The families allege that the Sudanese government provided support, including money and training, that allowed al-Qaida to attack the Norfolk-based destroyer in the harbor of Aden, Yemen, on Oct. 12, 2000.
Knox Bemis, a lawyer for Sudan, told a three-judge panel of the 4th U.S. Circuit Court of Appeals that the lawsuit should be thrown out because it does not directly connect the East African nation's alleged support of al-Qaida to the bombing.
The families' attorney, Andrew C. Hall, argued that such specifics do not have to be established until the case goes to trial.
Bemis "suggests you've got to get into evidentiary detail," Hall said. "That's not so. We've more than met our burden."
Sudan is appealing a decision by U.S. District Judge Robert G. Doumar to allow the lawsuit to go forward. The families are seeking $105 million (Ђ81.7 million), which Hall said could be paid through Sudanese assets frozen by the U.S. government, the AP reports.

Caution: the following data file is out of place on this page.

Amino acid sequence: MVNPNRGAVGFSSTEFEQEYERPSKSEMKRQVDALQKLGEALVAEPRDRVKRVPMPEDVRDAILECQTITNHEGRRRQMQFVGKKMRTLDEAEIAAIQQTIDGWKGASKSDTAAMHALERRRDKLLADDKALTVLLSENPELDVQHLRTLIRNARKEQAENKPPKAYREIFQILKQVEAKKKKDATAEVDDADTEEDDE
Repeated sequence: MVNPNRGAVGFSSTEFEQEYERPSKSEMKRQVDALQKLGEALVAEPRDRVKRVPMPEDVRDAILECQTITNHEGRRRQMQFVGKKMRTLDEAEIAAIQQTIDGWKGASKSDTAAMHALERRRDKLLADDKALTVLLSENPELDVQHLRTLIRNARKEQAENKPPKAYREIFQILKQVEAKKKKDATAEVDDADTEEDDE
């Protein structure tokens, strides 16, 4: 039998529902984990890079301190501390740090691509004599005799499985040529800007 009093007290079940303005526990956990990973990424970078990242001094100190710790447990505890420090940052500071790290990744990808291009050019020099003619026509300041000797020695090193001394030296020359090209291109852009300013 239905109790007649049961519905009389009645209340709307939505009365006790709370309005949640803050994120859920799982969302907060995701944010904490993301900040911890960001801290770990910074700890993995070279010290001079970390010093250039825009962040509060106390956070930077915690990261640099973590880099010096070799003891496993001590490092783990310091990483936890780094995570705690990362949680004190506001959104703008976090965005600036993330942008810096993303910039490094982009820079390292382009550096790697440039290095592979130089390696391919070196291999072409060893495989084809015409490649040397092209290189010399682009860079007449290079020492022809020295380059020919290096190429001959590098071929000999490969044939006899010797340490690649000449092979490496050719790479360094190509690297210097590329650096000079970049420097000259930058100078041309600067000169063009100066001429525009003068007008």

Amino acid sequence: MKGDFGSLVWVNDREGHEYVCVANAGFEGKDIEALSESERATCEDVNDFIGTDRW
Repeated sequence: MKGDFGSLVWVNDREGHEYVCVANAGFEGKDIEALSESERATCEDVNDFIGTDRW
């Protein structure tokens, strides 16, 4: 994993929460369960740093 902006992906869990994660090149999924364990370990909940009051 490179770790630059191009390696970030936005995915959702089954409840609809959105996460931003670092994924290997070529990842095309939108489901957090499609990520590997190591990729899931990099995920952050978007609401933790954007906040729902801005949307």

Several relatives of victims attended the hearing and spoke to reporters outside the courthouse.
The points of view of Biden and Putin do not coincide in the understanding that the relations should be built on a mutually beneficial basis and coincidence of interests